In West Europe and also Japan, the devastation of the war combined with the leftward radicalization of the working class militated against a return to the “free trade” and “free market” policies of the pre-1914 era. Except for the U.S., all major advanced capitalist countries engaged in a high degree of state intervention in economic activity during the first phase of the postwar period. Almost all foreign-exchange transactions in West Europe were subject to strict government regulation and bureaucratic approval The pound, franc and deutschmark did not become “freely” convertible until the late 1950s.

Currency convertibility is a basic economic precondition for large-scale foreign investment in manufacturing and services, since the revenue generated from these activities is usually denominated in the currency of the country in which the investments take place. The oil extracted by Exxon in Saudi Arabia is sold on the world market for dollars. But the automobiles produced by General Motors in Germany are sold to Germans for deutschmarks. Thus, it was only in the 1960s – after the introduction of convertibility gave them the option of repatriating their profits – that American corporations bought out or built industrial plants in West Europe on a significant scale. The total value of U.S. direct investment in manufacturing in West Europe went from $3.8 billion in 1960 to $12.3 billion (discounting for inflation) by the end of the decade.

It was, however, in the economically backward regions of the world that the postwar period saw the most radical political changes affecting the international movement of capital. In the course of defeating the Nazi Wehrmacht, the Soviet Red Army occupied East Europe. Over the next few years, under the hostile pressure of American imperialism, these countries were transformed, bureaucratically from above, into “people’s democracies” – i.e., deformed workers states structurally similar to the Stalinized Soviet Union, based on planned, collectivized economies, the state monopoly of foreign trade, etc.

Bureaucratically deformed workers states also emerged in China, North Korea and Vietnam, as a result of indigenous, peasant-based social revolutions led by Stalinists. It was above all fear of war with the Soviet Union which prevented Washington from using its nuclear weapons against Mao’s China during the Korean War in the early 1950s and a few years later against the Viet Minh forces which were defeating the French colonial army in Indochina. A large part of the world was thus removed from the sphere of capitalist exploitation, although still subject to the powerful political, economic and military pressures of imperialism.

At the same time, radical political changes also took place in those economically backward countries which remained within the sphere of capitalist exploitation. The weakening of the West European imperialist, states caused by World War II combined with the radicalization of the colonial masses led to the “decolonization” of much of Asia, the Near East and Africa. State power in these regions now passed into the hands of indigenous bourgeoisies, who sought to pursue their own national interests within a global context dominated by international finance capital.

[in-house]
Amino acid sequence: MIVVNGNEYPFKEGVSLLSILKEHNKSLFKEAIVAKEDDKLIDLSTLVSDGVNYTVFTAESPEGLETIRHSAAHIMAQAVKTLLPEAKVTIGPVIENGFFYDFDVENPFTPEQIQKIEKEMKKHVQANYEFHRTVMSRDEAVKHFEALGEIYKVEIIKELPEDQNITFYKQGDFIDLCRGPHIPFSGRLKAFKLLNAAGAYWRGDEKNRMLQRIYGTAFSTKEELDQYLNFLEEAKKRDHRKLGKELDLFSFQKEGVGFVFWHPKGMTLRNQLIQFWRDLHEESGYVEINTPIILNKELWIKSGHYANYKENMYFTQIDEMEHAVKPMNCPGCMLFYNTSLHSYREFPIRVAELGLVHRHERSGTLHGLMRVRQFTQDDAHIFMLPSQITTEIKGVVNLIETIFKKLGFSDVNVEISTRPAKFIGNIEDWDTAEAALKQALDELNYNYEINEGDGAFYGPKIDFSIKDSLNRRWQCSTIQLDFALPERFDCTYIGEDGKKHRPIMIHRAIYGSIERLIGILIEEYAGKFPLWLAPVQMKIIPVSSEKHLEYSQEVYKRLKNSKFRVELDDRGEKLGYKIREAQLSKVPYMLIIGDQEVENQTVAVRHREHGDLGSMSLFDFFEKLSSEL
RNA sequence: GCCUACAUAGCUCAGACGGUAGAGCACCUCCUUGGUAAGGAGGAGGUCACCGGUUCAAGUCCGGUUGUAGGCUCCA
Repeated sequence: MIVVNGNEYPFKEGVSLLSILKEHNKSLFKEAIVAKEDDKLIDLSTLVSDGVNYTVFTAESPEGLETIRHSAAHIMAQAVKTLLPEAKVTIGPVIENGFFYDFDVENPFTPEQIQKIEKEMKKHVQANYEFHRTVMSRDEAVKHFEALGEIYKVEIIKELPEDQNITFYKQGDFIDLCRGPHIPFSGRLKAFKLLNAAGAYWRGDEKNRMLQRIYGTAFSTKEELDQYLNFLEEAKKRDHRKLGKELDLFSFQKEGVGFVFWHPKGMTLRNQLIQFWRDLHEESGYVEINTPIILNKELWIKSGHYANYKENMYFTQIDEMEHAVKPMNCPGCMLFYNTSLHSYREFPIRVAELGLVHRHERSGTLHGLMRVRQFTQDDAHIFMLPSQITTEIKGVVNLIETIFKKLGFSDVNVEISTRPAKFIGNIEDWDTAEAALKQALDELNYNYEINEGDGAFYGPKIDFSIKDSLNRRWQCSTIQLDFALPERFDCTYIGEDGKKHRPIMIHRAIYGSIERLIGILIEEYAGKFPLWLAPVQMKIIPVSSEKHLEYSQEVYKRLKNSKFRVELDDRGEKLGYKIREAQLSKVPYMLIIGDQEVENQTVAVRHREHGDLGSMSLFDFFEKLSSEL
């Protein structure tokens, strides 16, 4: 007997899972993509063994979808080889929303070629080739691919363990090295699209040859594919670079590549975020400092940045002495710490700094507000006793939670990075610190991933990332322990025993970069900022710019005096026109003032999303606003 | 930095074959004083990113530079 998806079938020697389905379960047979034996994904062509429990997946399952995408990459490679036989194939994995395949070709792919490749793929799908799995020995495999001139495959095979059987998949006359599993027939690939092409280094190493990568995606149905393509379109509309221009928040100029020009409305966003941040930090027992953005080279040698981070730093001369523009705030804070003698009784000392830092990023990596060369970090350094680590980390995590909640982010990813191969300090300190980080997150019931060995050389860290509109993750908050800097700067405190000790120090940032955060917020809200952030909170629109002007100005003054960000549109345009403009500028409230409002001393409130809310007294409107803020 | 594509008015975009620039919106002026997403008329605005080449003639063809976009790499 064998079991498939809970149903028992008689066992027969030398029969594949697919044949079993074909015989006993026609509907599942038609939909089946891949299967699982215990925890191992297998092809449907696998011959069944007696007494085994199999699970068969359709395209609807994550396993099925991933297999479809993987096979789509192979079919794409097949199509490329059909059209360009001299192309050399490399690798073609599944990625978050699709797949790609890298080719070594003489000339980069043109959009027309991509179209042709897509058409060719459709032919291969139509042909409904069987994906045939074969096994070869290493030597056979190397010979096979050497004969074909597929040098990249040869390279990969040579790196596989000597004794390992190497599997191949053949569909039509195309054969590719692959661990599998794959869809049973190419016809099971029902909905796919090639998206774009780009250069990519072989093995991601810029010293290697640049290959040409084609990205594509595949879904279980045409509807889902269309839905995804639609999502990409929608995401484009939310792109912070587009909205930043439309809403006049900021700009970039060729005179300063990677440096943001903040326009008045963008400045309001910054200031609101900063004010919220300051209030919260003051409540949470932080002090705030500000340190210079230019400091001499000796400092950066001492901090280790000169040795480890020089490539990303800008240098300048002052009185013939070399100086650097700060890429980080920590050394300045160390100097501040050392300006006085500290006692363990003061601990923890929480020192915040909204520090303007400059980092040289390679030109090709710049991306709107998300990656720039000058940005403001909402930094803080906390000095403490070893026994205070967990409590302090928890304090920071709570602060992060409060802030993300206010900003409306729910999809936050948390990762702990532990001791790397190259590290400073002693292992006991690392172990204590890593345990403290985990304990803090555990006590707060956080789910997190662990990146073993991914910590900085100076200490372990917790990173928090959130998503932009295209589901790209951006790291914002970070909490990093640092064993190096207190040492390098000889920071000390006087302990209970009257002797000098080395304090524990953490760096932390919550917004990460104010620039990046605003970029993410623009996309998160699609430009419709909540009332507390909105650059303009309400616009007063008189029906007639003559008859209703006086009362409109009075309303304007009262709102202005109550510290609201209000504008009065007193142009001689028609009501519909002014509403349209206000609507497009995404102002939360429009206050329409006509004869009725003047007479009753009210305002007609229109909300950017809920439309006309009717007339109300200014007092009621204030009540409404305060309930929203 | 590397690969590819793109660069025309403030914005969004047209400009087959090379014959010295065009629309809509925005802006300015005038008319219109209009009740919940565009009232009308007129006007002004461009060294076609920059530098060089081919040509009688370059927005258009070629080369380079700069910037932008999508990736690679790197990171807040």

Despite some CIA-organized coups (e.g., against Mossadeq in Iran in 1953), the ability of U.S. imperialism to control the governments of the former colonial and semicolonial countries was. limited by the countervailing power of the. Soviet Union. Moscow’s backing allowed bourgeois-nationalist regimes like Nasser's Egypt, Nehru and Indira Gandhi’s India and Saddam Hussein's Iraq to exercise a degree of political and economic independence of the imperialist powers which they could not have attained on the basis of their own national economic. resources.

During the 1960s, Soviet funds and engineers helped build the Aswan High Dam – one of the largest in the world – in Nasser’s Egypt. By the early ‘70s, the USSR had become the largest market for India's exports, while Moscow provided the New Delhi regime with over 60 percent of its imports of military hardware. At the same time, Western and Japanese corporations were discouraged from investing in countries like Egypt and India for fear of punitive taxation, restrictions on the repatriation of profits and the possibility of nationalization without adequate compensation. The 1960s and ‘70s thus marked the heyday of economic nationalism and statified capitalism in what was then called the “Afro-Asian bloc.” But with the collapse of the Soviet Union, there was no longer even a partial counterweight to Western/Japanese imperialist domination in the Third World. The 1991 Gulf War signaled that, without the protection of the USSR, those bourgeois-nationalist regimes which flouted the dictates of Washington would be subjected to the devastating power of the Pentagon war machine.